explain this pattern, gynecological disorders such as pelvic inflammatory disease and the presence of sexually transmitted diseases have been implicated. The other countries with lower than expected fertility rates in 1980 were Egypt, Tunisia, South Africa, and Lesotho. Egypt began to experience a sustained fertility transition as early as 1960 (Omran 1973). Low fertility in South Africa can be explained by its high socioeconomic development.

The Fertility Transition in Africa Author(s): Ezekiel Kalipeni Source: Geographical Review, Vol. 85, No. 3 (Jul., 1995), pp. 286-300 Published by: Taylor & Francis, Ltd. Stable URL: https://www.jstor.org/stable/215274 Accessed: 06-04-2020 22:24 UTC

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THE FERTILITY TRANSITION IN AFRICA*

EZEKIEL KALIPENI

ABSTRACT. Some African countries may be going through the initial stages of the fertility transition. In this article multivariate analysis based on country-level data from 1980 and 1993 assesses spatial variations and changes in fertility rates. Demographic and socioeconomic factors such as education, rural or urban resi- dence, status of women, and use of contraceptives are important factors in determining the onset of the fertility transition. Over the long term, fertility will decline to acceptable levels as Africa continues to experience socioeconomic and cultural changes. Of special importance in the transition is the status of women in society. Key words: Africa, contraceptive prevalence, female autonomy, fertility transition, infant mortality rates, population growth.

D uring the past twenty years apparent high growth rates and their implications for the environment have been important emphases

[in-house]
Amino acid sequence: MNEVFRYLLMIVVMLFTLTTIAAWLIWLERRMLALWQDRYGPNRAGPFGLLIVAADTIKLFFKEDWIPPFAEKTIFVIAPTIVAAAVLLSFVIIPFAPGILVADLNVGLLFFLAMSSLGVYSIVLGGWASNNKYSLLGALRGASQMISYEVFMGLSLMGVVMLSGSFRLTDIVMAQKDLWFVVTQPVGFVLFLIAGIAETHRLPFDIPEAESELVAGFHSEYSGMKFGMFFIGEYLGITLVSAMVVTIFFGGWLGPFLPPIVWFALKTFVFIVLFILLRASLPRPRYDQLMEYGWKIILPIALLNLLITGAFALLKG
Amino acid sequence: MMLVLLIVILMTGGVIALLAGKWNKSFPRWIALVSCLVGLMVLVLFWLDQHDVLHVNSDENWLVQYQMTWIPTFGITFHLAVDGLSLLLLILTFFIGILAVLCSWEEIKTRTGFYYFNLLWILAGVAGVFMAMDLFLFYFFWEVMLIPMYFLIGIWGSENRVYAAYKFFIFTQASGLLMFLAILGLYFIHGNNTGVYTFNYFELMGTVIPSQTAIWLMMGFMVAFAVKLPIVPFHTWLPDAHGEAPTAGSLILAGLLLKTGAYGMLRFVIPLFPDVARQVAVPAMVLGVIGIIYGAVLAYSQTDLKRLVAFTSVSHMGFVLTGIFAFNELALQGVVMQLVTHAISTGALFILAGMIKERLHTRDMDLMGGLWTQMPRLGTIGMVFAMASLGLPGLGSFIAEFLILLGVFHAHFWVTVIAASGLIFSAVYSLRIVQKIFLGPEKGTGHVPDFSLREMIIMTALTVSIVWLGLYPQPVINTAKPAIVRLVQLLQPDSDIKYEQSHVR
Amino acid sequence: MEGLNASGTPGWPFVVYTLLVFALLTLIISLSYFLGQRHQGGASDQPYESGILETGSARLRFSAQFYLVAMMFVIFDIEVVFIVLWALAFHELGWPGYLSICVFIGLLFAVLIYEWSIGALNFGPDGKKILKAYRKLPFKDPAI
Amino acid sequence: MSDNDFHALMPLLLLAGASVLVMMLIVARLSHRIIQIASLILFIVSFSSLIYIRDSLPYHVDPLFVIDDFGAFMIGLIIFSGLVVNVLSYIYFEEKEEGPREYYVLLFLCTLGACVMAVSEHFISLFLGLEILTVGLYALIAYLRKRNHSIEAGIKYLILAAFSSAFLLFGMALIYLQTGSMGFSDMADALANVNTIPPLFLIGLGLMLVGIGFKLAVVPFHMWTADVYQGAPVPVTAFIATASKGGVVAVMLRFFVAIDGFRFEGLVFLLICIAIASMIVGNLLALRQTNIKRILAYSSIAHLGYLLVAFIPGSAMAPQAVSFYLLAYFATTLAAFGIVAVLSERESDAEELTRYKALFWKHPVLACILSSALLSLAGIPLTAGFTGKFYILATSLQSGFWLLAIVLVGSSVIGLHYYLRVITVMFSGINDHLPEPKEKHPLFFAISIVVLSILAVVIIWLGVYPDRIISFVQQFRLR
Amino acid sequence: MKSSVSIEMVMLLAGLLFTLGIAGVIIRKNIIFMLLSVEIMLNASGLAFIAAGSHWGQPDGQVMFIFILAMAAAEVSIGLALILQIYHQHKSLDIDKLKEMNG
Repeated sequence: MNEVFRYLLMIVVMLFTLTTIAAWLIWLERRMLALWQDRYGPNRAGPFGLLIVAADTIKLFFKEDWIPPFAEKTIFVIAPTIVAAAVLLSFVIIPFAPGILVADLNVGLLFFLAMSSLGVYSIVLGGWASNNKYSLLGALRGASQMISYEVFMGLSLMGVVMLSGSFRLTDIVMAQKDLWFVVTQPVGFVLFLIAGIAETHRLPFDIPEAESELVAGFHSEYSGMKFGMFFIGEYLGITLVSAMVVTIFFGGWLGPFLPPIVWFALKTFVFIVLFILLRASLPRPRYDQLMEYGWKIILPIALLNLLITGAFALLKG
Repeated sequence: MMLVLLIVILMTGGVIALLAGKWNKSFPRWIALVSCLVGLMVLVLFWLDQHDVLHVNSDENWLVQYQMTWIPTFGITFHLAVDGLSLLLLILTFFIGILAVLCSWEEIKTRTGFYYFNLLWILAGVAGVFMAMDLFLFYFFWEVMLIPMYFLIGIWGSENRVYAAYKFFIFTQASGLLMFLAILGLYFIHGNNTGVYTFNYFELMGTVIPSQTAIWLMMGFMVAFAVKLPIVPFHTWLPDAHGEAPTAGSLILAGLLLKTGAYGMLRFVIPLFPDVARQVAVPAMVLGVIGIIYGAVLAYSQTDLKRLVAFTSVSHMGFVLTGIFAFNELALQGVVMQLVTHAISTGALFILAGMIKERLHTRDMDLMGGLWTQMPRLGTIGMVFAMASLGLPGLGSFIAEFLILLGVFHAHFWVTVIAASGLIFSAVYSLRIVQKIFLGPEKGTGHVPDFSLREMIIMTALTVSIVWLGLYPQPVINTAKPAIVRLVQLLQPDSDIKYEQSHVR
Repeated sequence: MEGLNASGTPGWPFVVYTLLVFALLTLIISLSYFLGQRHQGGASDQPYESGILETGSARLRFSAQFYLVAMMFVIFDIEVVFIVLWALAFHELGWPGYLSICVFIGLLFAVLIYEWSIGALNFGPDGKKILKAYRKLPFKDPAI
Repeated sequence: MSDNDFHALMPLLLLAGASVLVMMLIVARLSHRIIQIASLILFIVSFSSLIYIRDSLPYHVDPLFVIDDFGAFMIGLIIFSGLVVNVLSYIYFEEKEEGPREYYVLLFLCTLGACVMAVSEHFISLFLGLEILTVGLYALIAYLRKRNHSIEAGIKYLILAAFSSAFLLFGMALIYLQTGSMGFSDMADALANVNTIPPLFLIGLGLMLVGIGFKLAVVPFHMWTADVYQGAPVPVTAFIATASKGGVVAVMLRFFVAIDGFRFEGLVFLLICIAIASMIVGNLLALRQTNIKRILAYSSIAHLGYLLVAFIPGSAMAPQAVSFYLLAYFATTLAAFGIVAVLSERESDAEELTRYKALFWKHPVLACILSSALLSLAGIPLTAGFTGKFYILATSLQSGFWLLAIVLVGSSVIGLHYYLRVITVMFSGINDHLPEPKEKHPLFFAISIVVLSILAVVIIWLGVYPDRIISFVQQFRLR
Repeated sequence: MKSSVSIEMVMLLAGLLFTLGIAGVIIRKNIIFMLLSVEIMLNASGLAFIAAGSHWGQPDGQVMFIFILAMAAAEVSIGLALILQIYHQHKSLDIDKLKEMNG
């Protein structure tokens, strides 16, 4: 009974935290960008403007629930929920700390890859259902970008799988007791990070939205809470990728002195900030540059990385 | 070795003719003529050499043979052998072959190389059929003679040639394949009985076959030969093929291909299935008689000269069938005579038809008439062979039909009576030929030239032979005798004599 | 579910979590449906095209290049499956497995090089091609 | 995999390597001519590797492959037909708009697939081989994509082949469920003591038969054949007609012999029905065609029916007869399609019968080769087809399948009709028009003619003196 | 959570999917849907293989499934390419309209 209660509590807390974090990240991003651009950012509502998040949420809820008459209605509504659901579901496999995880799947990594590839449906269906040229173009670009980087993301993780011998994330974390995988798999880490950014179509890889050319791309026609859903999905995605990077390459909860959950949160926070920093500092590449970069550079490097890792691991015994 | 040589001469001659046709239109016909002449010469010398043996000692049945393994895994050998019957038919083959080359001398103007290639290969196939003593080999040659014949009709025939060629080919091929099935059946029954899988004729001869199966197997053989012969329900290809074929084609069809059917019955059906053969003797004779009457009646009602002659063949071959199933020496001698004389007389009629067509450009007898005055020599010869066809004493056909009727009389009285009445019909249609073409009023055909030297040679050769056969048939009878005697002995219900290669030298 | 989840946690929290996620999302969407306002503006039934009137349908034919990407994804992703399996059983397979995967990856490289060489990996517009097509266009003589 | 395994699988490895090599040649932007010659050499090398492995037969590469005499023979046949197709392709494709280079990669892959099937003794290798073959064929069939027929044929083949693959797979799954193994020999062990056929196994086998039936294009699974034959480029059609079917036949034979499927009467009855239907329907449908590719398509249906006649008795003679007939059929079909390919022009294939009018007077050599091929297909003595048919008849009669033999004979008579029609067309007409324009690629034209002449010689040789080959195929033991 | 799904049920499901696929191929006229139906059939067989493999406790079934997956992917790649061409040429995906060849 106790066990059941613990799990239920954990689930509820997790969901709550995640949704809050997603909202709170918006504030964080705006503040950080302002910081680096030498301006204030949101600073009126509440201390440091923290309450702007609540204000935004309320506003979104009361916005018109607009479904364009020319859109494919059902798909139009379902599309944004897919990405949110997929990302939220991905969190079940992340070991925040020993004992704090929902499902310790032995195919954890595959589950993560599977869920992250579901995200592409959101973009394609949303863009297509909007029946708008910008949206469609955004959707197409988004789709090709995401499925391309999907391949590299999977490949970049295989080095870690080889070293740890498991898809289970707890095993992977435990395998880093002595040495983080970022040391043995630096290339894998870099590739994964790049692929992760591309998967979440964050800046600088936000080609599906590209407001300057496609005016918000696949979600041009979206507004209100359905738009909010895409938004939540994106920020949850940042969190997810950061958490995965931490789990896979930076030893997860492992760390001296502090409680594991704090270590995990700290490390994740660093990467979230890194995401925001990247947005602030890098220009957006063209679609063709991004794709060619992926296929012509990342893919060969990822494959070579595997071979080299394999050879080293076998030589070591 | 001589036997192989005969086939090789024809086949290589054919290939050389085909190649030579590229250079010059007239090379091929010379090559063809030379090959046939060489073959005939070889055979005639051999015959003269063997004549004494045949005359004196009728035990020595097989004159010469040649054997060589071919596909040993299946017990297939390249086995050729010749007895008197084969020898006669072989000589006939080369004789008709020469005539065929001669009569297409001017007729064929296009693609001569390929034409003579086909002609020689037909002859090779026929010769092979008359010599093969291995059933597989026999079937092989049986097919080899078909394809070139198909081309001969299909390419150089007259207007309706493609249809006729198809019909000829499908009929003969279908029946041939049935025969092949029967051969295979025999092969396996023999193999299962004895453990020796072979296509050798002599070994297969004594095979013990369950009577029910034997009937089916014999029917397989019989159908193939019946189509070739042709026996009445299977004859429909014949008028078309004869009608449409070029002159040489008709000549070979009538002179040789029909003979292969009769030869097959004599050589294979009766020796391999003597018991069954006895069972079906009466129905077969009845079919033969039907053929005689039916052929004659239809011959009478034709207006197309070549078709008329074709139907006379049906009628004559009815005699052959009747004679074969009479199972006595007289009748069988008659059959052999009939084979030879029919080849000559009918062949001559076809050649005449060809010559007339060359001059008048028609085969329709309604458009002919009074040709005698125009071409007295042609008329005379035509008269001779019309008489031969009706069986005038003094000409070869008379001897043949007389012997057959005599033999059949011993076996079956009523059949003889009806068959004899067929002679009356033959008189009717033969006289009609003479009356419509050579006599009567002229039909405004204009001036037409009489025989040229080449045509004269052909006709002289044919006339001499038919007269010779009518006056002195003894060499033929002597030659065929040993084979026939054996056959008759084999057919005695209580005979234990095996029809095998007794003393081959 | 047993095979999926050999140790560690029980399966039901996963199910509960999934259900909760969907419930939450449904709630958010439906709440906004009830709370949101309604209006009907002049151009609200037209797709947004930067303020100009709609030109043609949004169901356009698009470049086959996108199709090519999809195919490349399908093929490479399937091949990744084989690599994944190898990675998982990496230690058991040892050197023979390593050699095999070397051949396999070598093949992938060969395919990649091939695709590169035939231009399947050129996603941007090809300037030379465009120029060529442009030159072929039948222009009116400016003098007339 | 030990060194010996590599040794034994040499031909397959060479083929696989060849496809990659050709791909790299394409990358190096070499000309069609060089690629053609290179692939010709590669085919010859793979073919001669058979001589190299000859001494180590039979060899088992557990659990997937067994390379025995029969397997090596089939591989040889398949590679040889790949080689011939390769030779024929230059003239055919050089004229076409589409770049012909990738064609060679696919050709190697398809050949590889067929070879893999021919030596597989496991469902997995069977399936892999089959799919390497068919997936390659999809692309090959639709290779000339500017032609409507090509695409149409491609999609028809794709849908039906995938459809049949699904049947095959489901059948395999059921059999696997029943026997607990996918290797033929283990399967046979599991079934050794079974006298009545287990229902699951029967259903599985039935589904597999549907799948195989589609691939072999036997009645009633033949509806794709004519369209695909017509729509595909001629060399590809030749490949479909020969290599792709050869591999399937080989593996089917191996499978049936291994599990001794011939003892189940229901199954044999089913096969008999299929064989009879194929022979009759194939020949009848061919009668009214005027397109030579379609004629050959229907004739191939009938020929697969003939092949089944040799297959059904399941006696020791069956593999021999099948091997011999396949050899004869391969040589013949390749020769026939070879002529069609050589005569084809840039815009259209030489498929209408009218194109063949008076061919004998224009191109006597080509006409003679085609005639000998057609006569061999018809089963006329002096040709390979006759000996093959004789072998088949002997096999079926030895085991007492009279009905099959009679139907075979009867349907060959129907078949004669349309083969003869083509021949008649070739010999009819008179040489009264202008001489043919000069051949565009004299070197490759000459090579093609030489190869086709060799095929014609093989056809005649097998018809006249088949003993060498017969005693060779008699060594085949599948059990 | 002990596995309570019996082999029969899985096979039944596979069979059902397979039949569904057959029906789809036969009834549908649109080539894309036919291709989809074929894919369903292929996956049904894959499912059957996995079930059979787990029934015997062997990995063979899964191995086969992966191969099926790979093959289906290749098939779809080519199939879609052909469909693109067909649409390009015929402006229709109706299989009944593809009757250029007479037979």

in population studies. A growing popular consensus assumes that high population growth rates in Africa are adversely affecting the environ- ment (Mott and Mott 1980; Goliber 1989; Jolly 1994; Kalipeni 1994; Shapiro 1995). According to this consensus, the increasing pressure of population on limited resources results in destruction of the carrying capacity and hence in declining standards of living. Other interpretations contend that in an efficient market a growing population can encourage innovation and the development of advanced technologies (Boserup 1981; Simon 1983; Shipton 1989).

These debates have determined how scholars study the dynamics of fertility in Africa and have influenced policies about fertility. According to the consensus that high fertility rates and rapid population growth are the major factors in environmental degradation and a declining quality of life, investment of large financial resources in family-planning activi- ties is justified. The study of fertility patterns has emphasized why the rates remain high despite a substantial decline in both adult and infant mortality rates since the 1950s (Okore 1987; Omideyi 1987; Udjo 1987; Mhloyi 1987).

This article adds the largely neglected spatial dimension to the discus- sion of African fertility through a geographical or spatial-temporal frame- work for the precepts of the demographic transition theory. Data from demographic and health surveys (DHS) indicate that fertility levels in Africa have begun to decline, and research supports the thesis that some

* I thank Ellen Kraly and Eliya Zulu for insightful comments on a draft of this article. I am very grateful to Zhen Hou for her untiring research efforts. A grant from the University of Illinois Research Board funded the research.

DR. KALIPENI is an assistant professor of geography at the University of Illinois, Urbana, Illinois 61801.

Copyright ? 1996 by the American Geographical Society of New York

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FERTILITY TRANSITION IN AFRICA

African countries-Zimbabwe, Botswana, Kenya, and Nigeria, for exam- ple-may be in the initial stages of an irreversible fertility transition (van de Walle and Foster 1990; Cross, Obungu, and Kizito 1991; Caldwell, Orubuloye, and Caldwell 1992).

The central objective of this article is to examine the geographical variation in fertility rates by country throughout Africa in order to iden- tify some of the underlying influences. Quantitative techniques are used to provide confidence in any inferences drawn from the analyzed data. Cultural and socioeconomic factors are hypothesized to be important spatial correlates in the variation of fertility and consequently the onset of the fertility transition now under way.